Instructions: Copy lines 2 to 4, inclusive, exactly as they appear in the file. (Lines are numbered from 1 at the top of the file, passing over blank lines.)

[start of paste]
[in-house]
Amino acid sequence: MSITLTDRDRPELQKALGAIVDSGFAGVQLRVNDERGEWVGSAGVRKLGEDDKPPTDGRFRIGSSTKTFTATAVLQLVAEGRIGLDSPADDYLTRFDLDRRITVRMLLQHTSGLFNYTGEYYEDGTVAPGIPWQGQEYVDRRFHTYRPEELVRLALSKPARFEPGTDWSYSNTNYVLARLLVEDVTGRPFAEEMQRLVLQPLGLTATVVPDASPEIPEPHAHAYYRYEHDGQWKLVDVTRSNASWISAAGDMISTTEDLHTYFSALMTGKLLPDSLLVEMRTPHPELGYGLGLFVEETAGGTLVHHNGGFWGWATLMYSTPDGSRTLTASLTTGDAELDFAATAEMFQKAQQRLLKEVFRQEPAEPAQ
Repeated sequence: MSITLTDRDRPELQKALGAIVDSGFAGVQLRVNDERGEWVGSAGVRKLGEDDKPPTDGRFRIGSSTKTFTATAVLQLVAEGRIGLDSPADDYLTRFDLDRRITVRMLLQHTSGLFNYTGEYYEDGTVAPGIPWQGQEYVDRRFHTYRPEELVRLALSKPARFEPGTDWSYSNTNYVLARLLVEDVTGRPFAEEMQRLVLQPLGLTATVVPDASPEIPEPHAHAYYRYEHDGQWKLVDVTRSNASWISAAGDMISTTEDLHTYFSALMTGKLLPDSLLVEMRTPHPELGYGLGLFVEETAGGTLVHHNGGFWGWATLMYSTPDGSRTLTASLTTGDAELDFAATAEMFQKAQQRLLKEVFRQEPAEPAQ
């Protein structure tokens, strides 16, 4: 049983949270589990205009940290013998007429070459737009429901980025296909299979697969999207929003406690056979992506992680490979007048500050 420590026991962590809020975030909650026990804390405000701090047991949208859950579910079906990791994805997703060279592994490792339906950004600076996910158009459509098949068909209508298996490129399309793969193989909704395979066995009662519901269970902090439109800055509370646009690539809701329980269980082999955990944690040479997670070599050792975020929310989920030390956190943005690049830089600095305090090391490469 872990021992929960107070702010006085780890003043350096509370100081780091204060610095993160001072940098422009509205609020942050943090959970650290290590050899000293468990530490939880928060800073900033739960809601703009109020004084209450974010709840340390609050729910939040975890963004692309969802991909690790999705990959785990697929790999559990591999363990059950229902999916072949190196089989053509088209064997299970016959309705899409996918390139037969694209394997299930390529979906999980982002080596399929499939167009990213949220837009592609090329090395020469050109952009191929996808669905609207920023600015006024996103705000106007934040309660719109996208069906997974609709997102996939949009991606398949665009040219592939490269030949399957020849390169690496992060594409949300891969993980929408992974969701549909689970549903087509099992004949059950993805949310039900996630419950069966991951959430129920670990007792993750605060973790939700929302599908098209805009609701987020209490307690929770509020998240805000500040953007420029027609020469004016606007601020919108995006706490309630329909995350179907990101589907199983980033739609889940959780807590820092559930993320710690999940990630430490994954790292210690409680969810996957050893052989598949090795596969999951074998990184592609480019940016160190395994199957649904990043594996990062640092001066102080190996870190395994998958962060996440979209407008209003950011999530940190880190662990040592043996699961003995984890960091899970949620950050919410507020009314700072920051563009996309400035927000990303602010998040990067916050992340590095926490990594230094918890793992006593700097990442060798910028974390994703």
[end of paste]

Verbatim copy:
Amino acid sequence: MSITLTDRDRPELQKALGAIVDSGFAGVQLRVNDERGEWVGSAGVRKLGEDDKPPTDGRFRIGSSTKTFTATAVLQLVAEGRIGLDSPADDYLTRFDLDRRITVRMLLQHTSGLFNYTGEYYEDGTVAPGIPWQGQEYVDRRFHTYRPEELVRLALSKPARFEPGTDWSYSNTNYVLARLLVEDVTGRPFAEEMQRLVLQPLGLTATVVPDASPEIPEPHAHAYYRYEHDGQWKLVDVTRSNASWISAAGDMISTTEDLHTYFSALMTGKLLPDSLLVEMRTPHPELGYGLGLFVEETAGGTLVHHNGGFWGWATLMYSTPDGSRTLTASLTTGDAELDFAATAEMFQKAQQRLLKEVFRQEPAEPAQ
Repeated sequence: MSITLTDRDRPELQKALGAIVDSGFAGVQLRVNDERGEWVGSAGVRKLGEDDKPPTDGRFRIGSSTKTFTATAVLQLVAEGRIGLDSPADDYLTRFDLDRRITVRMLLQHTSGLFNYTGEYYEDGTVAPGIPWQGQEYVDRRFHTYRPEELVRLALSKPARFEPGTDWSYSNTNYVLARLLVEDVTGRPFAEEMQRLVLQPLGLTATVVPDASPEIPEPHAHAYYRYEHDGQWKLVDVTRSNASWISAAGDMISTTEDLHTYFSALMTGKLLPDSLLVEMRTPHPELGYGLGLFVEETAGGTLVHHNGGFWGWATLMYSTPDGSRTLTASLTTGDAELDFAATAEMFQKAQQRLLKEVFRQEPAEPAQ
């Protein structure tokens, strides 16, 4: 049983949270589990205009940290013998007429070459737009429901980025296909299979697969999207929003406690056979992506992680490979007048500050 420590026991962590809020975030909650026990804390405000701090047991949208859950579910079906990791994805997703060279592994490792339906950004600076996910158009459509098949068909209508298996490129399309793969193989909704395979066995009662519901269970902090439109800055509370646009690539809701329980269980082999955990944690040479997670070599050792975020929310989920030390956190943005690049830089600095305090090391490469 872990021992929960107070702010006085780890003043350096509370100081780091204060610095993160001072940098422009509205609020942050943090959970650290290590050899000293468990530490939880928060800073900033739960809601703009109020004084209450974010709840340390609050729910939040975890963004692309969802991909690790999705990959785990697929790999559990591999363990059950229902999916072949190196089989053509088209064997299970016959309705899409996918390139037969694209394997299930390529979906999980982002080596399929499939167009990213949220837009592609090329090395020469050109952009191929996808669905609207920023600015006024996103705000106007934040309660719109996208069906997974609709997102996939949009991606398949665009040219592939490269030949399957020849390169690496992060594409949300891969993980929408992974969701549909689970549903087509099992004949059950993805949310039900996630419950069966991951959430129920670990007792993750605060973790939700929302599908098209805009609701987020209490307690929770509020998240805000500040953007420029027609020469004016606007601020919108995006706490309630329909995350179907990101589907199983980033739609889940959780807590820092559930993320710690999940990630430490994954790292210690409680969810996957050893052989598949090795596969999951074998990184592609480019940016160190395994199957649904990043594996990062640092001066102080190996870190395994998958962060996440979209407008209003950011999530940190880190662990040592043996699961003995984890960091899970949620950050919410507020009314700072920051563009996309400035927000990303602010998040990067916050992340590095926490990594230094918890793992006593700097990442060798910028974390994703």